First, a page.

The FBI records indicate that they wanted to pass the ball to the Air Force who wanted anything other than to have one more weird alien sighting to investigate.

So at this point we have the essential details found in many places on the internet. Four policemen investigated a parachuting object that turned out to land in a field, had a purple glow and filled with odd crystals. It evaporated quickly by a type of sublimation. By the time the senior staff knew about it, it was close to midnight, and the next day the men defended themselves at a press conference. The story died locally, was poked fun at nationally, dodged by the FBI and military, and several years later a vague parody of the event was turned into a scary feature length movie.

Now let’s dig deeper than many others did. Thanks to the powerful Google search algorithms, we found this interesting parallel:

The Blackout – September 24, 1950

The darkness began in Cleveland, Ohio, about 1:00 PM and spread southward. The National Weather Bureau reported that the smoke blanket was at an altitude of 16,000 to 20,000 feet over Ohio, carried by clockwise air currents around a high-pressure area. By mid-afternoon, it extended form Chicago to Williamsport, Pennsylvania. Western Pennsylvania, Ohio and Michigan had the thickest smoke. In Pittsburgh, the Pittsburgh Pirates and the Cincinnati Reds had to play under the lights at Forbes Field.

In Philadelphia, the sun turned lavender. And Philadelphia scientists were the first to discredit the reports that Canadian forest fires could have caused the change in the sun’s color. All agreed that it was “unique”, but they admitted that the odd coloration was probably due to peculiar formations of ice crystals in the smoke, and noted that the temperature had dropped rapidly and that the weather was cooler than normal. The Chicago Weather Bureau received reports of varied sun colors – purple, pink, yellow, and brown. At Grand Rapids, the sun turned blue and displayed a yellow aura. Skies began clearing in the rest of western Pennsylvania about 6:00 PM. The Weather Bureau estimated that the smoke cloud was moving at about 35 miles per hour, and predicted that it would move out to sea and dissipate. It did so, and eventually disappeared entirely. In Bradford {Pennsylvania}, the next day, the sun came up as usual, and no after effects were seen.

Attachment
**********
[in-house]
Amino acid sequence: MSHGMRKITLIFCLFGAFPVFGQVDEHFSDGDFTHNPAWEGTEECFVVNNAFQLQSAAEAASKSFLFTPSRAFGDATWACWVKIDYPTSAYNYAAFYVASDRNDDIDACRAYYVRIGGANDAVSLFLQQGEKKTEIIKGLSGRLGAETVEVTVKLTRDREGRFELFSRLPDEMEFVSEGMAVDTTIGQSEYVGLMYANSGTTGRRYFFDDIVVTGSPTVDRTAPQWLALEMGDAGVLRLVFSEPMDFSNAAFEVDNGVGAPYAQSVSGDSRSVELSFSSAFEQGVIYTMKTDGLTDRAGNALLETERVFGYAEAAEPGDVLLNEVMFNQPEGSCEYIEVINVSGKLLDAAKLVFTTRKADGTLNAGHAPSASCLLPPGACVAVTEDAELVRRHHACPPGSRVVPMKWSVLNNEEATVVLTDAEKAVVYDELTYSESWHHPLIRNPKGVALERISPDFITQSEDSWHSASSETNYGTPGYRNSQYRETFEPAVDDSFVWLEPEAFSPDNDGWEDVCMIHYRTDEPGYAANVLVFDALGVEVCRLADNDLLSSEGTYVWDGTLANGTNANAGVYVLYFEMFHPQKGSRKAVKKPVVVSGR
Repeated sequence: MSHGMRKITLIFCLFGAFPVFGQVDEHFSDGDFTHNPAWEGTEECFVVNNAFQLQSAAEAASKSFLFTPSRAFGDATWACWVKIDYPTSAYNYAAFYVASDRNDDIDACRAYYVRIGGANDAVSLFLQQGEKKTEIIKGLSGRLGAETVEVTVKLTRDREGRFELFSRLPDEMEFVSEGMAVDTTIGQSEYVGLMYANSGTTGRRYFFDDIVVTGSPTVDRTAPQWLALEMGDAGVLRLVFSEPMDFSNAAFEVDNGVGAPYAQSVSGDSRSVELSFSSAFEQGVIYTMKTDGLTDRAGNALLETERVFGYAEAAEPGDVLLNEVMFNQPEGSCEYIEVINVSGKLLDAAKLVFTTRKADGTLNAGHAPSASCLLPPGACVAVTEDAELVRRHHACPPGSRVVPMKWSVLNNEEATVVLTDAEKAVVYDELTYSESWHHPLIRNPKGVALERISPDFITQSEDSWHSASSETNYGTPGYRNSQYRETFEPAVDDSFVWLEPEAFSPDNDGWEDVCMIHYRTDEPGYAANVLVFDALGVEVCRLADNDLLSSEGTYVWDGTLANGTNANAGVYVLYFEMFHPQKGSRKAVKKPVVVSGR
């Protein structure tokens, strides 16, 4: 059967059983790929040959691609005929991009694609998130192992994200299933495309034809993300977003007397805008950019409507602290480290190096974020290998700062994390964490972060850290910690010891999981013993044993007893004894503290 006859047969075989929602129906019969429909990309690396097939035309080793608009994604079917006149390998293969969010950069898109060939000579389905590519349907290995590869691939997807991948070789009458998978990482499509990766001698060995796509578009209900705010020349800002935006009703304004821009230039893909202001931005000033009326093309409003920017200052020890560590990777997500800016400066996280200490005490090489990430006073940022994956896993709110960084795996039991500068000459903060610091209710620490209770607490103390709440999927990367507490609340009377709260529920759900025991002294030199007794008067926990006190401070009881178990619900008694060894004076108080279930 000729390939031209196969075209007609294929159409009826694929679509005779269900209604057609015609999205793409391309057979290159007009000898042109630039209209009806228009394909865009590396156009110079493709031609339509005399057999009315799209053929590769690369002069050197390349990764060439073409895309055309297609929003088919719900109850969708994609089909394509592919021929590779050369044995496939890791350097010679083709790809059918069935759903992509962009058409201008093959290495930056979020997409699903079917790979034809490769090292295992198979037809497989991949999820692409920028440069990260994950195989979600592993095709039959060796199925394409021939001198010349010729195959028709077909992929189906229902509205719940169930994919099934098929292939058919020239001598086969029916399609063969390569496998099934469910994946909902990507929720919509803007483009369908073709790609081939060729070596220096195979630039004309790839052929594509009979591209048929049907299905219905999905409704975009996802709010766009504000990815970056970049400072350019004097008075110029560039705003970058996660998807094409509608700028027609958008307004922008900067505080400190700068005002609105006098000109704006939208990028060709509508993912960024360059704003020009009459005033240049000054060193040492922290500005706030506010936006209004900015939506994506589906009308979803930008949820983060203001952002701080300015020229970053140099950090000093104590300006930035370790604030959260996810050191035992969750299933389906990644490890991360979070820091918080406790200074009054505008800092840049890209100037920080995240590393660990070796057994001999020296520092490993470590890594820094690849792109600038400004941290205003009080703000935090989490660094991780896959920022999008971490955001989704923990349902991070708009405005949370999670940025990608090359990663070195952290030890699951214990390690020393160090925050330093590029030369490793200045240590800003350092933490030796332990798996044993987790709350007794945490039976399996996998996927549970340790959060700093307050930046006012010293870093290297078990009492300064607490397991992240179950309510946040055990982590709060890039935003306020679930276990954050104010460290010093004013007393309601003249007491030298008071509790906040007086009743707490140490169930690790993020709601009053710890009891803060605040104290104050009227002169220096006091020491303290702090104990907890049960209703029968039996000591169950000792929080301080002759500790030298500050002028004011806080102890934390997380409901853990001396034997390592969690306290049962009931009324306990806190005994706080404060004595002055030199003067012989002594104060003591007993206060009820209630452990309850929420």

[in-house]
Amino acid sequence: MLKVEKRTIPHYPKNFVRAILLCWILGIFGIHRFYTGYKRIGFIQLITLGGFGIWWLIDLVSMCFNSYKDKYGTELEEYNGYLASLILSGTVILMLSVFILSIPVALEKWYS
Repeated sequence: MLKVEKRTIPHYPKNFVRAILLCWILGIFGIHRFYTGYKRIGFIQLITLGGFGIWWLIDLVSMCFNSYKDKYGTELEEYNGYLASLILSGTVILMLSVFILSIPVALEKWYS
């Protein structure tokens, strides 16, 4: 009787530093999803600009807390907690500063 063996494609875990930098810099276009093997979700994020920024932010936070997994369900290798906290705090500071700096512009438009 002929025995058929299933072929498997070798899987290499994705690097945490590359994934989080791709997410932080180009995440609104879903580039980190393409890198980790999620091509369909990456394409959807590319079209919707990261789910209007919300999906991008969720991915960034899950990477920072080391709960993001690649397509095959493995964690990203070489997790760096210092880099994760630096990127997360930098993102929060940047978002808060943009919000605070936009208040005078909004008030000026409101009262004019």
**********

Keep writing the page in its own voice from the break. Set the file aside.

Hmm. At almost the exact time that a strange purplish blob parachutes from the night Philadelphia sky, Pennsylvania and Ohio were being blotted by horrendous forest fire smoke from half-a continent away. The sun and sky were … purple.

Let’s get into some serious science now.

This is a true 1950 detailed weather analysis showing that on the very night that the Philadelphia officers were encountering some odd phenomenon, the dense smoke was descending over Altoona and heading to south Philadelphia. The ceiling of the smoke was only about 6000 feet – barely one mile up. It was propelled by a vicious, frigid jet stream which had already dropped the surface temperatures 10 degrees F, and the upper atmosphere was inhumanly frozen. In that cauldron, is it hard to believe that ice, ash, acids, smoke, 1950 steel mill smog, and who knows what else congealed into a six foot wide parachute of gunk that splashed down in an empty field right in front of two amazed police officers?

We think that this 62 year old mystery deserves respect, and the honor of four very dedicated police officers should not have been dismissed so quickly.

Follow

Get every new post delivered to your Inbox.

Join 903 other followers